Related Content: Why Hass Avocado is the new Cash Crop

 

Mango Farming in Kenya:  Post Harvest Management

 Storage

Shelf life of mangoes being short (2 to three weeks), they should be cooled as soon as they are attained to storage temperature of thirteen degree Celsius. Several varieties will stand up to storage temperature of ten degree Celsius. Steps concerned in post-harvest handling embody preparation, grading, washing, drying, waxing, packing, pre-cooling, palletization and transportation.

Mango Packaging

Mangoes are typically packed in furrowed fiber board boxes 40cm x 30cm x 20cm in size. Fruits are packed in single layer eight to twenty fruits per carton. The boxes should have decent variety of air holes (about V-day of the surface area) to allow sensible ventilation.

Banks in Kenya have additionally developed mango funding schemes in potential spaces for enlargement of area below mango. Individual mango development schemes with farm infrastructure facilities like well, pump set, fencing and drip irrigation system etc. have additionally been thought of.

Contact Oxfarm now and be advised on a way to best grow mangoes. In addition, book your mango seedlings now because the demand for mango seedlings is incredibly high and we would really like all our customers to have the primary priority.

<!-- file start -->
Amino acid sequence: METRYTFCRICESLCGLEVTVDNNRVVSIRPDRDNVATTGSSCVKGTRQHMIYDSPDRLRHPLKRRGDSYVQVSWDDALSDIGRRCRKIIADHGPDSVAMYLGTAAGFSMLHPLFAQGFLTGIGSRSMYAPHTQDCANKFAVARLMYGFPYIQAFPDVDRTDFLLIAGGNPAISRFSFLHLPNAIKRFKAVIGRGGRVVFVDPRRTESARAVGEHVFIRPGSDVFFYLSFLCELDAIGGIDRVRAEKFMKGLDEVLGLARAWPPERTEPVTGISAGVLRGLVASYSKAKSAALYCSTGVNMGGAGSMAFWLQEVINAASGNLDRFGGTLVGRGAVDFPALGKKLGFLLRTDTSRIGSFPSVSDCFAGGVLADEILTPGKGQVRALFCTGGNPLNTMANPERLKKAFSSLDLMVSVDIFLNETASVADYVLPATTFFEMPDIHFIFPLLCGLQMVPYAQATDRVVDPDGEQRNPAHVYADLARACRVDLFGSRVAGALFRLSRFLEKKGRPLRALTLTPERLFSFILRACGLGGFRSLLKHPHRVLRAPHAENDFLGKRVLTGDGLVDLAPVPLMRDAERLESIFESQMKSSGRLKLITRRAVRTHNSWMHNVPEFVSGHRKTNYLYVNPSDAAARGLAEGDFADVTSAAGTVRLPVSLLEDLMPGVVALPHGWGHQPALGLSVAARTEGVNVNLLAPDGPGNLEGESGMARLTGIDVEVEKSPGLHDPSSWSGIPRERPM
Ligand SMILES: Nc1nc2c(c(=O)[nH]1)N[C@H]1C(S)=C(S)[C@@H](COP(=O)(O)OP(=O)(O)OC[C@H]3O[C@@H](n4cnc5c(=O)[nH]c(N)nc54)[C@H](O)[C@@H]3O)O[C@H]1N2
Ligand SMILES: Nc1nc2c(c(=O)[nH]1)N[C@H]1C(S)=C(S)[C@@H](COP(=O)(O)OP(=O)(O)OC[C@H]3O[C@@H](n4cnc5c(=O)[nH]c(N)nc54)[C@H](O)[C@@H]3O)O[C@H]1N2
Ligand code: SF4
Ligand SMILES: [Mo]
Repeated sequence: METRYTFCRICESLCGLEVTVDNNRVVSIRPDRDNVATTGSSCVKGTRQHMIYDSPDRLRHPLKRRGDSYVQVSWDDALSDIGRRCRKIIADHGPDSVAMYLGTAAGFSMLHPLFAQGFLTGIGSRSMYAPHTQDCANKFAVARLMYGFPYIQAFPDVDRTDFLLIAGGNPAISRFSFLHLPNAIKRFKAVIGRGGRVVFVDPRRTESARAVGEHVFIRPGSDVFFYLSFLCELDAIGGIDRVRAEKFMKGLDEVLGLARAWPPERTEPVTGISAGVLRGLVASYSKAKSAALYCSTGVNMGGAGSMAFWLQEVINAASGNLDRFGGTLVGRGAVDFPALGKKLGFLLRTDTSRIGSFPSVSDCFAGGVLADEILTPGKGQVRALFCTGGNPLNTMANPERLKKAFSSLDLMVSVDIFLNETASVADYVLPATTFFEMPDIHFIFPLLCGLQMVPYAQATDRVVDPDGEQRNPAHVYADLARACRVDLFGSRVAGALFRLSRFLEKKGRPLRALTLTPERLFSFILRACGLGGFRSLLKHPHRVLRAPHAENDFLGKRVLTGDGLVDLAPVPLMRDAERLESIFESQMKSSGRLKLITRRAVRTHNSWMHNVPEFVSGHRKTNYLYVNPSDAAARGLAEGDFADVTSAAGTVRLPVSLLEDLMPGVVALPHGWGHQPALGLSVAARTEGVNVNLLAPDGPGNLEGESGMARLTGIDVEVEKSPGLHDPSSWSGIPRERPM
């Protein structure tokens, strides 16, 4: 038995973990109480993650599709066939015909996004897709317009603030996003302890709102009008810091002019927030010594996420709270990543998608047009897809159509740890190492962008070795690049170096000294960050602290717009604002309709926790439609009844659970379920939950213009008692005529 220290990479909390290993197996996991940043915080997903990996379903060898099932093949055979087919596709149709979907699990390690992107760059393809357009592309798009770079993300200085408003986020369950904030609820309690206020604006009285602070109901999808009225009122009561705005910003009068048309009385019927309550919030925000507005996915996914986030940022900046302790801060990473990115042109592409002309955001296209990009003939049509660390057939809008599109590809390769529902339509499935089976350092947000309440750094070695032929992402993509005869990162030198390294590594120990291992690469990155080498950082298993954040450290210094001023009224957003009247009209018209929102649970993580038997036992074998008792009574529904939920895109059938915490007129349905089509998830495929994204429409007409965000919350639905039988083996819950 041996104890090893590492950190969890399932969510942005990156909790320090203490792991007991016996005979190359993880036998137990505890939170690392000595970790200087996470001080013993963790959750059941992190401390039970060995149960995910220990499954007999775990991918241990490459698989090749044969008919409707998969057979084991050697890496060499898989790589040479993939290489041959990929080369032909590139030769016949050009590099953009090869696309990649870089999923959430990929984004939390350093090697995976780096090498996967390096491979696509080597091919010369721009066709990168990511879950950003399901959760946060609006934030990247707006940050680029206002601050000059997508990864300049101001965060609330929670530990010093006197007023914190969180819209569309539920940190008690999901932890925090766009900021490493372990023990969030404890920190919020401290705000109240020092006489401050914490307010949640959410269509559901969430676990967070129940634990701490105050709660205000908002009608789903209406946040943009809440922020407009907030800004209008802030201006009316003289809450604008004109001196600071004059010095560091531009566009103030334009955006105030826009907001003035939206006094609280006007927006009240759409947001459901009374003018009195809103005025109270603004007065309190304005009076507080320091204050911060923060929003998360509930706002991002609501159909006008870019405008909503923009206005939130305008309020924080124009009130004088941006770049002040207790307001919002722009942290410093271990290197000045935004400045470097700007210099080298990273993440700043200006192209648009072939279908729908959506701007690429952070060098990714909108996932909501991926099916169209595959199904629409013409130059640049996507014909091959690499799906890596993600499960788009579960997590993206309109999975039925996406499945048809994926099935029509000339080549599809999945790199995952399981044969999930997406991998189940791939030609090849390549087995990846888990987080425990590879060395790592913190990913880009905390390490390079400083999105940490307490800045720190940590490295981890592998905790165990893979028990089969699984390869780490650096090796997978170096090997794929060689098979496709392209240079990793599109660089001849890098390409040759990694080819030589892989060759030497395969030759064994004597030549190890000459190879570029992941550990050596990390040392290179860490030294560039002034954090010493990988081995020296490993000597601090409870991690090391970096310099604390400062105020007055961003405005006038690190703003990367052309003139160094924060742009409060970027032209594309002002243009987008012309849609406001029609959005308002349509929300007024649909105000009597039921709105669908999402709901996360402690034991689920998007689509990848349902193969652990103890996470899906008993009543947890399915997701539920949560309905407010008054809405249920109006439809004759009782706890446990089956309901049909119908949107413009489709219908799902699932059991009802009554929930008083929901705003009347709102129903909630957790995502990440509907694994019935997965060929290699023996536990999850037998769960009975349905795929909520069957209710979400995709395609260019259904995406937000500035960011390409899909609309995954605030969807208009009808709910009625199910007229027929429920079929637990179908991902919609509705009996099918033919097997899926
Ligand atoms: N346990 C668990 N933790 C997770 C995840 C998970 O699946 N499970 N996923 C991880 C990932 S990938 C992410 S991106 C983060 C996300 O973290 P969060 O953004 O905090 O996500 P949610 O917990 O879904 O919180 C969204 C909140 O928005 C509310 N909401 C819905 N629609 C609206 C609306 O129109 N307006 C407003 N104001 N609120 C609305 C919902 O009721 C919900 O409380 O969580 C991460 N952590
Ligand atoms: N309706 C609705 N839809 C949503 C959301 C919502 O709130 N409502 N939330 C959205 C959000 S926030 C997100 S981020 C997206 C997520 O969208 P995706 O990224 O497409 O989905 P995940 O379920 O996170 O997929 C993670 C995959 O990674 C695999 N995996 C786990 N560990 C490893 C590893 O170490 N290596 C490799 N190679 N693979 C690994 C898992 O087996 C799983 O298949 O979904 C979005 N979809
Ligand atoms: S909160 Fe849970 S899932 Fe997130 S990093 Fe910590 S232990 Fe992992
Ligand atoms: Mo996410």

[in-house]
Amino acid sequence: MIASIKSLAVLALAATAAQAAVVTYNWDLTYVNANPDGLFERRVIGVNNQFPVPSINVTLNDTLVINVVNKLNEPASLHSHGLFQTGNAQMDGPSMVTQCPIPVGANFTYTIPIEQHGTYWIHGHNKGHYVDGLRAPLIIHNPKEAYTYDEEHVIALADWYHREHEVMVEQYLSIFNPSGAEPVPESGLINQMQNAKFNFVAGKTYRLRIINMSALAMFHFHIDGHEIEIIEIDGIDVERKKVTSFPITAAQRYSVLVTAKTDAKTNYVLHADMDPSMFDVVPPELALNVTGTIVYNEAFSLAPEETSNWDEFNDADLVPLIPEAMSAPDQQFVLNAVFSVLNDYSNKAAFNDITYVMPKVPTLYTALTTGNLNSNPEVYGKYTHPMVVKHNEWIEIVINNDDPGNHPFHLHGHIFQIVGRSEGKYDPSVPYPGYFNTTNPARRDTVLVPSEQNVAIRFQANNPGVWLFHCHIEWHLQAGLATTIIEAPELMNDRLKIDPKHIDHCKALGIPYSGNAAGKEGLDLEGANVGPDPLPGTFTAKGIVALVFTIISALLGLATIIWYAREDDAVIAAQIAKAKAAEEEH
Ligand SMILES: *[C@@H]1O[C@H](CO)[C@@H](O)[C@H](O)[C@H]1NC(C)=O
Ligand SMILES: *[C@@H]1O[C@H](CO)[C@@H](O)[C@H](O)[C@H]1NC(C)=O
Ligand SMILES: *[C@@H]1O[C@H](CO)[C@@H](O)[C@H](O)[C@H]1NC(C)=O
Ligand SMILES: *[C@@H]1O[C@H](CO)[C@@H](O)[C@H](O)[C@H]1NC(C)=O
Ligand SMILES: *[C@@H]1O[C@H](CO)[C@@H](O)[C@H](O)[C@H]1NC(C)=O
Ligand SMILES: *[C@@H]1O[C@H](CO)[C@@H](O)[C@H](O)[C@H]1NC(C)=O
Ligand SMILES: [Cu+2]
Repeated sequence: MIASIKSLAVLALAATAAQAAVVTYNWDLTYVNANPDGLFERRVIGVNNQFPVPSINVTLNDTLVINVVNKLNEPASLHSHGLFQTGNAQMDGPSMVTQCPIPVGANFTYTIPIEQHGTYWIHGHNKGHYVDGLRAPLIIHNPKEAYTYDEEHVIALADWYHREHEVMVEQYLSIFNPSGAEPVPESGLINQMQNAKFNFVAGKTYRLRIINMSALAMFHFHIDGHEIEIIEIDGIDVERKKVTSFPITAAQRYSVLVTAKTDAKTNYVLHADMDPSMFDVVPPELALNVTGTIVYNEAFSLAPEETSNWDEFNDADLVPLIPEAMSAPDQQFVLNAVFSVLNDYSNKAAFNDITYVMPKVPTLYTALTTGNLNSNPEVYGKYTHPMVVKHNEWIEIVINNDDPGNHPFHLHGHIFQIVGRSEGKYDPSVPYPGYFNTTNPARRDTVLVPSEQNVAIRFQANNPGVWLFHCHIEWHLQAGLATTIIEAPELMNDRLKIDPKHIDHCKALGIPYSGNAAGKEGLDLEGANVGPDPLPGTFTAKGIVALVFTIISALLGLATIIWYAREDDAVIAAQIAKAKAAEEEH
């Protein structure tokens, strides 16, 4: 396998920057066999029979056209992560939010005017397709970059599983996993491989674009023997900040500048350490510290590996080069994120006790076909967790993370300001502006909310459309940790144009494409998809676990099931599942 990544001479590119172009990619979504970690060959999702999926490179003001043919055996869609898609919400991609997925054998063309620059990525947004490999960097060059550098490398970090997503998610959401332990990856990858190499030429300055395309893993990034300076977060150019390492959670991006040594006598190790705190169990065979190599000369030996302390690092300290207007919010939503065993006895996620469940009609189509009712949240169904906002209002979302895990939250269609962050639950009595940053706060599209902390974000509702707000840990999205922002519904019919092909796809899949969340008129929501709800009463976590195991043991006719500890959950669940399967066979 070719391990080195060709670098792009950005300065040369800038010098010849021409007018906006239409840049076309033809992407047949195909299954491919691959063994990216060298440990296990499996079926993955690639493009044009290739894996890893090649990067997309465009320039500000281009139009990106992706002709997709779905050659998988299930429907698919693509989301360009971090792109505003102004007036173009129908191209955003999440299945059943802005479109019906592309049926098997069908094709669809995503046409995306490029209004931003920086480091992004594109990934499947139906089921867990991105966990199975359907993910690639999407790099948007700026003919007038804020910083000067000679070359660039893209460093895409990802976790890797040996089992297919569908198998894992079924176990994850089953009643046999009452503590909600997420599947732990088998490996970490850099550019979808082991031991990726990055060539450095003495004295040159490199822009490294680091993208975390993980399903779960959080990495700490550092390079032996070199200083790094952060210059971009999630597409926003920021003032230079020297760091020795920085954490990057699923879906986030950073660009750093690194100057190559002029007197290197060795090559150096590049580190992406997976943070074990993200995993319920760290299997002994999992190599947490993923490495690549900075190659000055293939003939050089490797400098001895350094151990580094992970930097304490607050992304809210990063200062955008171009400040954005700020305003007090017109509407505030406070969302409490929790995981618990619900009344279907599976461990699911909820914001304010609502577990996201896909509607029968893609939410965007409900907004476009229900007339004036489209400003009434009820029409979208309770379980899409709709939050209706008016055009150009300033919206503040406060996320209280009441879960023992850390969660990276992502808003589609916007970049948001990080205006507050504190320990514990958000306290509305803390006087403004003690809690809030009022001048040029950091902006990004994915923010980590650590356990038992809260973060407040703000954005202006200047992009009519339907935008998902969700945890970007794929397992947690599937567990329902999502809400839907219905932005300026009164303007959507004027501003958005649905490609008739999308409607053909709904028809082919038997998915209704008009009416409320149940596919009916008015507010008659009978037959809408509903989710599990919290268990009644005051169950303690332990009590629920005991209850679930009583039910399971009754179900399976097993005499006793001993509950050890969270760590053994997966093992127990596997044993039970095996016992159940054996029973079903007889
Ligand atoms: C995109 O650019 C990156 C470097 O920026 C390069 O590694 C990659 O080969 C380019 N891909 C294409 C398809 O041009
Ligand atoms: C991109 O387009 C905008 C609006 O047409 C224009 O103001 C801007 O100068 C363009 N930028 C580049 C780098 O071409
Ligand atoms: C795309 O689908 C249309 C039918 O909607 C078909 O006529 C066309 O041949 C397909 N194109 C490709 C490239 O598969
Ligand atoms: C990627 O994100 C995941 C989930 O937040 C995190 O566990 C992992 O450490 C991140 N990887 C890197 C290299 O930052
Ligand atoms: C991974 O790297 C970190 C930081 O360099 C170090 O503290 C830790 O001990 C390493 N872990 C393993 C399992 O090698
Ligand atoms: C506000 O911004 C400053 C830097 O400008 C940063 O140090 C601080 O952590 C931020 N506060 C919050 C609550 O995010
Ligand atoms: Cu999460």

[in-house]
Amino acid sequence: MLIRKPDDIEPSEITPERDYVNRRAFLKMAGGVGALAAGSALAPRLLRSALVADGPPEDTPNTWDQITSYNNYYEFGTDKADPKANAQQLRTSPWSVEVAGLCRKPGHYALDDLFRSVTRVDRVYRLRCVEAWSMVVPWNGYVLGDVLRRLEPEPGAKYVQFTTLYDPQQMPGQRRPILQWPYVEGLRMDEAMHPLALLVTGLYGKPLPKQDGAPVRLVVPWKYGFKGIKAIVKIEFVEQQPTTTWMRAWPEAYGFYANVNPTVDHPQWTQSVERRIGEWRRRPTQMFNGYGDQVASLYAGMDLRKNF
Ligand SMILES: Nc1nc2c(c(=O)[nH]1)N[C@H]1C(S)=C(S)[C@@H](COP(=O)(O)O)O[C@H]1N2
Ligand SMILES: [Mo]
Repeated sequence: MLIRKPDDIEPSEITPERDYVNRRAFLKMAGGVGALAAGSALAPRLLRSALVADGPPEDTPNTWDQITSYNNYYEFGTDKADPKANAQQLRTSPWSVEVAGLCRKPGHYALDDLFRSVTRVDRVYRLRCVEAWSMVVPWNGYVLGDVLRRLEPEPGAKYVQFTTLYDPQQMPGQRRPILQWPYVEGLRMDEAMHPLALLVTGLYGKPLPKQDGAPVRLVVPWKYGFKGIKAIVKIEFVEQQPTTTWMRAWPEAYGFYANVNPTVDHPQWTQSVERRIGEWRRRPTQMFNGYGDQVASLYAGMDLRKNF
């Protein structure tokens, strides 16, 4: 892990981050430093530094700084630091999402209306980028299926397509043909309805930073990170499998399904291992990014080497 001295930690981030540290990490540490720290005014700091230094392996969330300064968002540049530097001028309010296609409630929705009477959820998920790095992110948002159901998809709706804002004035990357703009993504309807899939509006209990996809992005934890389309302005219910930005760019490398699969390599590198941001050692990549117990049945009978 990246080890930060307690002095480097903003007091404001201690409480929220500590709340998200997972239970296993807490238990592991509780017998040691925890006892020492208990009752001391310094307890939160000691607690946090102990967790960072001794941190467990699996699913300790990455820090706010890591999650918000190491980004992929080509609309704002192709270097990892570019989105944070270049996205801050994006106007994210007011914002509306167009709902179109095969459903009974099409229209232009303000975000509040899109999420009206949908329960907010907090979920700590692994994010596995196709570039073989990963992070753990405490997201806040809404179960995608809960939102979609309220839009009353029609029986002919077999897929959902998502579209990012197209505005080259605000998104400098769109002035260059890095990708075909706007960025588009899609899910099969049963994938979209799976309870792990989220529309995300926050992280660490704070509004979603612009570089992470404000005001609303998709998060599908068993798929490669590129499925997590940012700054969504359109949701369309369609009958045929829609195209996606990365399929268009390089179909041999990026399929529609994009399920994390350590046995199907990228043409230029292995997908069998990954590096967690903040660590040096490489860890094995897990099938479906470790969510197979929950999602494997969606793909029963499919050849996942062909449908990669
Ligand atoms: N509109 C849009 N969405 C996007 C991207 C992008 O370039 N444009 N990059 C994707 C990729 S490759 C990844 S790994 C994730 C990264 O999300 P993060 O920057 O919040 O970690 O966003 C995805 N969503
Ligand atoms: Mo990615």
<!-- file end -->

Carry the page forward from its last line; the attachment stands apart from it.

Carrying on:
Mango tree seedling

Posted on

Tree-tomato farming made easy in Kenya

For those of you who might not have the greenest of thumbs, here may be a good productive plant for you to start growing, tree-tomato. Learn more now!

The tree-tomato, typically referred to as the tamarillo, may be a member of tomato family, that additionally includes different staples like regular eggplants, capsicums and potatoes.

It isn’t all that acknowledged here in Kenya. However, if you raise a relative or friend from Central Kenya, they’ll presently need to be your best buddy after they hear you have got a tree that is roofed with these delicious fruits. Firstly, they originated from South and Central America. Tamarillos were introduced to Kenya by Asia back within the late 1800’s.

The Tree-tomato may be a quick growing, however short lived tiny tree, lasting solely five to seven years. However, fruit are often expected in eighteen months from planting. You don’t get a lot of quicker results than that once it involves perennial plants. For a longer-lived tree (approximately fifteen years) grow a grafted tree-tomato.

When planting tree-tomato, it’s vital to understand that they’re a shallow non-moving. Choosing for a sunny spot that has some protection against hot wind and smart clearing is crucial. If you reside in a frosty space that drops below -3ºC, think about putting a lightweight cowl over your tree in winter time. If there’s any injury to the soft fleshy growth, simply tip out these shoots and your tree can recover easily. Tamarillos may also be fully grown in giant pots. Expect your tree-tomato to induce roughly 2-3 metres tall and 1-2 meters wide. Lop seed plant fully grown plants at the 1m tall stage, as they have some encouragement to grow bushy.